20200909, 02:50  #1 
Mar 2016
3·5^{3} Posts 
f(x,y)=x²+y², g(x,y)=x²2y², h(x,y)=?
A peaceful night for you,
I am looking for the third biquadratic function, so that all primes are "covered" by these three functions. There is a relationship concerning the pyth. triples. I tried to illustrate this: f(x, y)=x²+y² http://www.devalco.de/poly_xx+yy_demo.php g(x,y)=x²y²+2xy http://devalco.de/poly_xx+2xyyy_demo.php What is the third biquadratic function ? (I would like to have h(x, 1)=2x²+1 on the diagonal line, but h(x,y)=x²+2y² does not look right : http://devalco.de/poly_xx+2yy_demo.php ) Sometimes I am a little bit blind, thanks in advance if you give me a hint. Bernhard 
20200909, 06:30  #2 
"Serge"
Mar 2008
Phi(4,2^7658614+1)/2
2×37×131 Posts 
All you need is ü(x,y) = x^{2}y^{2} (and throw away f() and g() ).
ü(x,y) "covers" all primes > 2 
20200909, 12:15  #3 
Feb 2017
Nowhere
2^{2}×3^{2}×149 Posts 
Note: x^{2}y^{2}+2*x*y = (x  y)^{2}  2*y^{2}
If m and n are nonzero integers, and p is a prime that does not divide m*n, then at least of of m, n, and m*n is a quadratic residue (mod p). This is determined by p modulo 4*m*n. In general, this does not translate neatly to quadratic forms, but with m = 1 and n = 2 we are fortunate. For odd primes p we have the following: p = x^{2} + y^{2} p == 1, 5 (mod 8) (1 a quadratic residue) p = x^{2} + 2*y^{2} p == 1, 3 (mod 8) (2 a quadratic residue) p = x^{2}  2*y^{2} p == 1, 7 (mod 8) (+2 a quadratic residue) WRT x^{2}  2*y^{2} we are even more fortunate because the "antimorph" 2*x^{2}  y^{2} represents the same primes. This is not always the case. For example, the form x^{2}  3*y^{2} represents primes congruent to 1 (mod 12), while the "antimorph" 3*x^{2}  y^{2} represents primes congruent to 11 (mod 12).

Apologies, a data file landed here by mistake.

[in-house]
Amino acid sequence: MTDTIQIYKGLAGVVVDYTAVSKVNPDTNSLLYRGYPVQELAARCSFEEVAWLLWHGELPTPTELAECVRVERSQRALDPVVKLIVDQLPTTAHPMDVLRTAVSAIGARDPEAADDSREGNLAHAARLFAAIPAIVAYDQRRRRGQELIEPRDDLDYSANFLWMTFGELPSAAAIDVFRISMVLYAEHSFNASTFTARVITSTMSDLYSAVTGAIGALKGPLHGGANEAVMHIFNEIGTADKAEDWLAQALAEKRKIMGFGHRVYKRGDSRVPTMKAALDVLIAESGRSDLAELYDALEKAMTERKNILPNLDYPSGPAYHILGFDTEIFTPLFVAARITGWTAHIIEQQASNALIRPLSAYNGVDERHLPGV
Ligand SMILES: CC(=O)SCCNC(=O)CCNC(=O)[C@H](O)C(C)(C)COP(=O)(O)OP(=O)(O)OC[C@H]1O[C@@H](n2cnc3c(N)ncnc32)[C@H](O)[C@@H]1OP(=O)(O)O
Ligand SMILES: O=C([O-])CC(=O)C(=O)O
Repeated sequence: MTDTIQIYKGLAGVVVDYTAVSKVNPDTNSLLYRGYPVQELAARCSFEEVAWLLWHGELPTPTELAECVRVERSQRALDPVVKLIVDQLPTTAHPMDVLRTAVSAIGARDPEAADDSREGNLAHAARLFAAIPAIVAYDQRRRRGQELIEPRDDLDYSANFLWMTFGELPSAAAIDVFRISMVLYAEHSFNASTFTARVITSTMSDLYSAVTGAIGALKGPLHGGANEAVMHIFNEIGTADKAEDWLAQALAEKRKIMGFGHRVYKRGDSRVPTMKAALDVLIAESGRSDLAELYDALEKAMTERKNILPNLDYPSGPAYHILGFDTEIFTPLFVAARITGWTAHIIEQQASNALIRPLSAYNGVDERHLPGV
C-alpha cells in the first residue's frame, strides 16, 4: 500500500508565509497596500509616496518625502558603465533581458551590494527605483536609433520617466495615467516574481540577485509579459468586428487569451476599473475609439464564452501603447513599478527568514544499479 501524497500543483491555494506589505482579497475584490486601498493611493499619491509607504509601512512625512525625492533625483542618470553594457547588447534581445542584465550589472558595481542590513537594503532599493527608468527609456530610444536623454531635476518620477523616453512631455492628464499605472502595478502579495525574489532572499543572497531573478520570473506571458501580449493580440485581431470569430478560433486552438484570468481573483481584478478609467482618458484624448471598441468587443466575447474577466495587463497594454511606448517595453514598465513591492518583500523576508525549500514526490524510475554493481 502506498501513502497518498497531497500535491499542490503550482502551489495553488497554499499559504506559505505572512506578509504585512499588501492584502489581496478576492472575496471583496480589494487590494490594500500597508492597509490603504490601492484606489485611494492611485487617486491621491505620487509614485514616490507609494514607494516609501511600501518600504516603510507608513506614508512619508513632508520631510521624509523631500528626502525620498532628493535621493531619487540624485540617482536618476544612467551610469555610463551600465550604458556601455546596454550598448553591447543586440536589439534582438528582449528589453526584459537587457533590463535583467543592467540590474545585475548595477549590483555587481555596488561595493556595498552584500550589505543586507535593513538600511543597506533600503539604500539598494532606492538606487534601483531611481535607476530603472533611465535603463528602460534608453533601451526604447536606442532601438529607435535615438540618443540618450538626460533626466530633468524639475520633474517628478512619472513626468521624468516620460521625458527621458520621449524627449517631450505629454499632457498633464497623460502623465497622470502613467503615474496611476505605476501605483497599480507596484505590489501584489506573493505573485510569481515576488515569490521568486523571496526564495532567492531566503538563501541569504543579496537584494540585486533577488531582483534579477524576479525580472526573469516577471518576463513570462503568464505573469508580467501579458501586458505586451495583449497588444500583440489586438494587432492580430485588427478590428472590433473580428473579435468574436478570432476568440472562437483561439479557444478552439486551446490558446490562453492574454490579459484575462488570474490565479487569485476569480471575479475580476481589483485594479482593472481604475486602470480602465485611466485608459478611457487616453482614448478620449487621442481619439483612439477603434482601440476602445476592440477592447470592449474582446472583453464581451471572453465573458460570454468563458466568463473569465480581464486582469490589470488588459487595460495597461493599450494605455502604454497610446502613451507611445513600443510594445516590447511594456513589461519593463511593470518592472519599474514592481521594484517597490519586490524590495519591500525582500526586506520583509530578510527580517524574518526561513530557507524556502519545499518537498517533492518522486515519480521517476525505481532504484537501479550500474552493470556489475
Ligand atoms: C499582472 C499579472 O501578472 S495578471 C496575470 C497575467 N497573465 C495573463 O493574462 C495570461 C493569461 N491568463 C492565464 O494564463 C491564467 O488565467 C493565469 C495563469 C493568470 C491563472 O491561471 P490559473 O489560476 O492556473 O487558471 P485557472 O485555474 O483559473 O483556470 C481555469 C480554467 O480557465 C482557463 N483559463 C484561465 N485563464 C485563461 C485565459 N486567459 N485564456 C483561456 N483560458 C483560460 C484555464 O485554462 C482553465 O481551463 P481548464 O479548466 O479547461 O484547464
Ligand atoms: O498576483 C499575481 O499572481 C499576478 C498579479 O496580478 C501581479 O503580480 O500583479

20200909, 18:31  #4 
Mar 2016
567_{8} Posts 
Thanks for this clear answer.